Great read! This book really pulls you in, couldn't put it down! The story line captured my imagination, and I learned quite a bit of history along the way. I have suggested this book to several of my friends and gotten good feedback from them as well.
4 of 5 people found the following review helpful
5.0 out of 5 stars A penetrating look at the Indian wars 2 Nov 2001
By Richard S. Wheeler - Published on Amazon.com
Format:Hardcover
Michelle Black has penned an absorbing and rich novel of the Indian wars, focusing especially on General Custer's obsessive quest for glory, which soon trumps truth and decency. The heroine of this story is a woman of innate decency, who refuses to compromise herself, her ideals, or her fate, no matter what pressures are applied to her. This is an outstanding and deeply moving novel about courage, honesty, and a woman's charity toward others.
1 of 1 people found the following review helpful
5.0 out of 5 stars A poignant look at the cruelty of manifest destiny 26 Mar 2011
By Velda Brotherton - Published on Amazon.com
Format:Kindle Edition|Verified Purchase
Michelle Black has told a tragic story in such depth, the reader is able to understand if not sympathize with those involved in the last struggle of the Northern Cheyenne to return to their home rather than be imprisoned on a reservation in Oklahoma. Her characters are so realistic we can't help but follow them on their journeys. This is a good read for the lovers of history and the lovers of a great story.Arkansas Meals & Memories: Lift Your Eyes to the Mountains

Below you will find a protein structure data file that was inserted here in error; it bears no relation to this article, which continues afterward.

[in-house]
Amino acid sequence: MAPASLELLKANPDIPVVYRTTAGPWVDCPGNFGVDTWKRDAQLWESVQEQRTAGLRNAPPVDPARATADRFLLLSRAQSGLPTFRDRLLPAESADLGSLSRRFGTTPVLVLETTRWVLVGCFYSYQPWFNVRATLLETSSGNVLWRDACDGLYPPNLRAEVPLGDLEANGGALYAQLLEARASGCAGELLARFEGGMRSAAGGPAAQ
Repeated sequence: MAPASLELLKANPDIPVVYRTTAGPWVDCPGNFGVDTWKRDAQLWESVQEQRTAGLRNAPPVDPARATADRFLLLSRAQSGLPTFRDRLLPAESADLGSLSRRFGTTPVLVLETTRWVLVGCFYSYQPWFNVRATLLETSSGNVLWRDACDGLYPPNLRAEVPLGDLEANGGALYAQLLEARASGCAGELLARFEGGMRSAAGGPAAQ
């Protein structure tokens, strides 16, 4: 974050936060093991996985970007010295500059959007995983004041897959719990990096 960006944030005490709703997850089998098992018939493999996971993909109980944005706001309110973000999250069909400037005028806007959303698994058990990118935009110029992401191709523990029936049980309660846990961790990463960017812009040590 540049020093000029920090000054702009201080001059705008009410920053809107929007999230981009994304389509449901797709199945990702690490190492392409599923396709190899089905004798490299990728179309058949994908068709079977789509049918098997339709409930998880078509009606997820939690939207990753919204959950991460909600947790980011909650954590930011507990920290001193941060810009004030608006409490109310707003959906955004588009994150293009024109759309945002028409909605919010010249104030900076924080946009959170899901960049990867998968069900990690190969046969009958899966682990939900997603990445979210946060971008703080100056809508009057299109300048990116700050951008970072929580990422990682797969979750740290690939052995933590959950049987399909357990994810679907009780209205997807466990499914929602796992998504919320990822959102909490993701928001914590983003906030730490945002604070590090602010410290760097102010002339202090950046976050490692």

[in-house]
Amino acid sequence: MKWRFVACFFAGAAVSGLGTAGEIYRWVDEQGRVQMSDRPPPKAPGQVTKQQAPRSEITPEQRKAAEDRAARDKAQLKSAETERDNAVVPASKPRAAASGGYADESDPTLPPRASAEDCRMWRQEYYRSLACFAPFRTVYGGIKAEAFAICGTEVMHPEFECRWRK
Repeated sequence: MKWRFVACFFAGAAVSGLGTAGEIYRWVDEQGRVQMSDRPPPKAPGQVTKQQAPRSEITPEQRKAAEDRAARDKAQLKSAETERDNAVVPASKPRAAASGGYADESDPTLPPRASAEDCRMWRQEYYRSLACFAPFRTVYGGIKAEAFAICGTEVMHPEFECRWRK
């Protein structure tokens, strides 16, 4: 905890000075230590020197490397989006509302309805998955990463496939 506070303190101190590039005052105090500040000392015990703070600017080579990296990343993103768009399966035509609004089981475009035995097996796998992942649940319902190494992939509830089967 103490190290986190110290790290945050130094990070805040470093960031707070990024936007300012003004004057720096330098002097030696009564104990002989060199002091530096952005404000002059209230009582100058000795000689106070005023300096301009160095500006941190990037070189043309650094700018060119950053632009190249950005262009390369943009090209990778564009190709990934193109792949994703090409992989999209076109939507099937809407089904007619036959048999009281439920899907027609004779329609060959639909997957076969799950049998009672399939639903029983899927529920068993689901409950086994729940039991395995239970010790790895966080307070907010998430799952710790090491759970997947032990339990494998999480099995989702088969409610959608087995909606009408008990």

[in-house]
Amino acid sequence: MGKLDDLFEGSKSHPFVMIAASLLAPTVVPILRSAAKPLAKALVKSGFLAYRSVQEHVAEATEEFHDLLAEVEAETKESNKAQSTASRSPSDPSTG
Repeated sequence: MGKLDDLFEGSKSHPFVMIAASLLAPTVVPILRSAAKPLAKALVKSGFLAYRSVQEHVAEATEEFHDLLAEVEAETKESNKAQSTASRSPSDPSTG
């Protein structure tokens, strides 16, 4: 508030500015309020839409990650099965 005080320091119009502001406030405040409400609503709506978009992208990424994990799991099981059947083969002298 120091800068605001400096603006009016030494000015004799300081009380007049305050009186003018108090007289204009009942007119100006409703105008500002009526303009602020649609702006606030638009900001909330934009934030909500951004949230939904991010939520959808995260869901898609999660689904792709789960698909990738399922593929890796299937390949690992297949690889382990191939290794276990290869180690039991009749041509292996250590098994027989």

1 of 1 people found the following review helpful
5.0 out of 5 stars A Good Depiction of the Complexity of Human Relationships 4 Jan 2011
By E. B. - Published on Amazon.com
Format:Paperback|Verified Purchase
I've always been interested in the clash of culture between the white and Indian races and I found this story to be an absorbing account of the battle of the Washita and the effect on a woman captive. On Nov. 27, 1868 near Cheyenne, Oklahoma, arrogance and the notion that one race is superior to another wiped out Chief Black Kettle's village of people without warning and with disregard for promises made to them. Custer, who led the 7th Calvary into this disgraceful battle, is painted in this story as ambitious, arrogant, and cruel. After the killing of the people, the army slaughtered the Indian's horses, burned their lodges, destroyed all food and winter supplies and captured 53 women and children. This story also tells of a white woman captive who suffered horribly at the hands of her Indian captor, was rescued by another Indian and his wives and taken in to become a loved member of their household. Recognized as a white woman, at the battle of the Washita, she is then "rescued" against her will and brought back into white society. It's an interesting story and I enjoyed it. It was also the very first story I read using my Kindle. Eunice Boeve, author of Ride a Shadowed Trail.